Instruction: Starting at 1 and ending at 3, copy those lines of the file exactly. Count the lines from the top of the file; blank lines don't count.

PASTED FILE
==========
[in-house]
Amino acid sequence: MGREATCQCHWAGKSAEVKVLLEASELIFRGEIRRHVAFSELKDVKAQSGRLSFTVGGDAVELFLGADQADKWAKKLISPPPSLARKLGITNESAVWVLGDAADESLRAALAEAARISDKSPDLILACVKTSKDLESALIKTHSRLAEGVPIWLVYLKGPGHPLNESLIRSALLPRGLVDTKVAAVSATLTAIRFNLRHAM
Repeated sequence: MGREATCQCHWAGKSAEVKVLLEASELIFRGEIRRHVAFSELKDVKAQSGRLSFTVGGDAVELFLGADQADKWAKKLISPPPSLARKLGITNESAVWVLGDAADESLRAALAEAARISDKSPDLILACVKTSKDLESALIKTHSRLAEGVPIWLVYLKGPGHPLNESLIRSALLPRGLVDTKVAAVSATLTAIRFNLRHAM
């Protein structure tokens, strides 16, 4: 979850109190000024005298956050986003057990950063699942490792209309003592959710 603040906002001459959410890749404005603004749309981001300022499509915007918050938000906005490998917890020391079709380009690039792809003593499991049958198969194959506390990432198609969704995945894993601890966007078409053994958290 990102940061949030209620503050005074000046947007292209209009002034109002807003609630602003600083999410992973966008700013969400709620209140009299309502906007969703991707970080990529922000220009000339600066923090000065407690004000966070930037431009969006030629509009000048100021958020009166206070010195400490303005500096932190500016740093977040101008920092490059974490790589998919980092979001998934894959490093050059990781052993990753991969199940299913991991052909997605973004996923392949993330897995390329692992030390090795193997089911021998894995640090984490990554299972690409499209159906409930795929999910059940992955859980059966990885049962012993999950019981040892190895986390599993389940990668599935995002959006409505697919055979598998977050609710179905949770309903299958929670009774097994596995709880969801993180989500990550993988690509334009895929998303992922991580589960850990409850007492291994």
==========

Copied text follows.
[in-house]
Amino acid sequence: MGREATCQCHWAGKSAEVKVLLEASELIFRGEIRRHVAFSELKDVKAQSGRLSFTVGGDAVELFLGADQADKWAKKLISPPPSLARKLGITNESAVWVLGDAADESLRAALAEAARISDKSPDLILACVKTSKDLESALIKTHSRLAEGVPIWLVYLKGPGHPLNESLIRSALLPRGLVDTKVAAVSATLTAIRFNLRHAM
Repeated sequence: MGREATCQCHWAGKSAEVKVLLEASELIFRGEIRRHVAFSELKDVKAQSGRLSFTVGGDAVELFLGADQADKWAKKLISPPPSLARKLGITNESAVWVLGDAADESLRAALAEAARISDKSPDLILACVKTSKDLESALIKTHSRLAEGVPIWLVYLKGPGHPLNESLIRSALLPRGLVDTKVAAVSATLTAIRFNLRHAM